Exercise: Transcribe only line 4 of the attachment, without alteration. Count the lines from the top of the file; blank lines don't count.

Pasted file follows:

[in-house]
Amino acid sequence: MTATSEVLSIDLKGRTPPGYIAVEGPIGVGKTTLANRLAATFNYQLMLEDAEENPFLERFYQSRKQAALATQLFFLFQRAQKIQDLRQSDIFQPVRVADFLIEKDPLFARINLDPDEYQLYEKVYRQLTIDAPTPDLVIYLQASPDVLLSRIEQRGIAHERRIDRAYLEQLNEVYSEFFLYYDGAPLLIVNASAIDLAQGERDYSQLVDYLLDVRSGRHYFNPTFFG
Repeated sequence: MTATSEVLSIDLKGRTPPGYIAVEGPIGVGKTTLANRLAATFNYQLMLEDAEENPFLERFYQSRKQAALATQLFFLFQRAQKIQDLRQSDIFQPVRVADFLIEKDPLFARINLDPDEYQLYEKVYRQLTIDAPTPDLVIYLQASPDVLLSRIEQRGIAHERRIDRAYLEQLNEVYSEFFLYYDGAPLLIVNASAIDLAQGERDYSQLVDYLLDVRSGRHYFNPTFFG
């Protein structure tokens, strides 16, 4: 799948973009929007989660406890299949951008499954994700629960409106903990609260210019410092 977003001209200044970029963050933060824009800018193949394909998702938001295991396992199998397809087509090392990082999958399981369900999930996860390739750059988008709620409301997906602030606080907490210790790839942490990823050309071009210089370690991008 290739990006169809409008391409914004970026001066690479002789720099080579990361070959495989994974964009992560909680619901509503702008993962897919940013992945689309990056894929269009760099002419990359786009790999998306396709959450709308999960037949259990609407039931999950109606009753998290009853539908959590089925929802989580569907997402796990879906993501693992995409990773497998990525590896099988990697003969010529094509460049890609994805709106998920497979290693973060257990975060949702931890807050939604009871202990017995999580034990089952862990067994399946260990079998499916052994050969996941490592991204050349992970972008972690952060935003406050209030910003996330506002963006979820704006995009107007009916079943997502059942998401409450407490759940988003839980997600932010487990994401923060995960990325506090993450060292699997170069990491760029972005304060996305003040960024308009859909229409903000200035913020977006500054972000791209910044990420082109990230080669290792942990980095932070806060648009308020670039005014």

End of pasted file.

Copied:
């Protein structure tokens, strides 16, 4: 799948973009929007989660406890299949951008499954994700629960409106903990609260210019410092 977003001209200044970029963050933060824009800018193949394909998702938001295991396992199998397809087509090392990082999958399981369900999930996860390739750059988008709620409301997906602030606080907490210790790839942490990823050309071009210089370690991008 290739990006169809409008391409914004970026001066690479002789720099080579990361070959495989994974964009992560909680619901509503702008993962897919940013992945689309990056894929269009760099002419990359786009790999998306396709959450709308999960037949259990609407039931999950109606009753998290009853539908959590089925929802989580569907997402796990879906993501693992995409990773497998990525590896099988990697003969010529094509460049890609994805709106998920497979290693973060257990975060949702931890807050939604009871202990017995999580034990089952862990067994399946260990079998499916052994050969996941490592991204050349992970972008972690952060935003406050209030910003996330506002963006979820704006995009107007009916079943997502059942998401409450407490759940988003839980997600932010487990994401923060995960990325506090993450060292699997170069990491760029972005304060996305003040960024308009859909229409903000200035913020977006500054972000791209910044990420082109990230080669290792942990980095932070806060648009308020670039005014």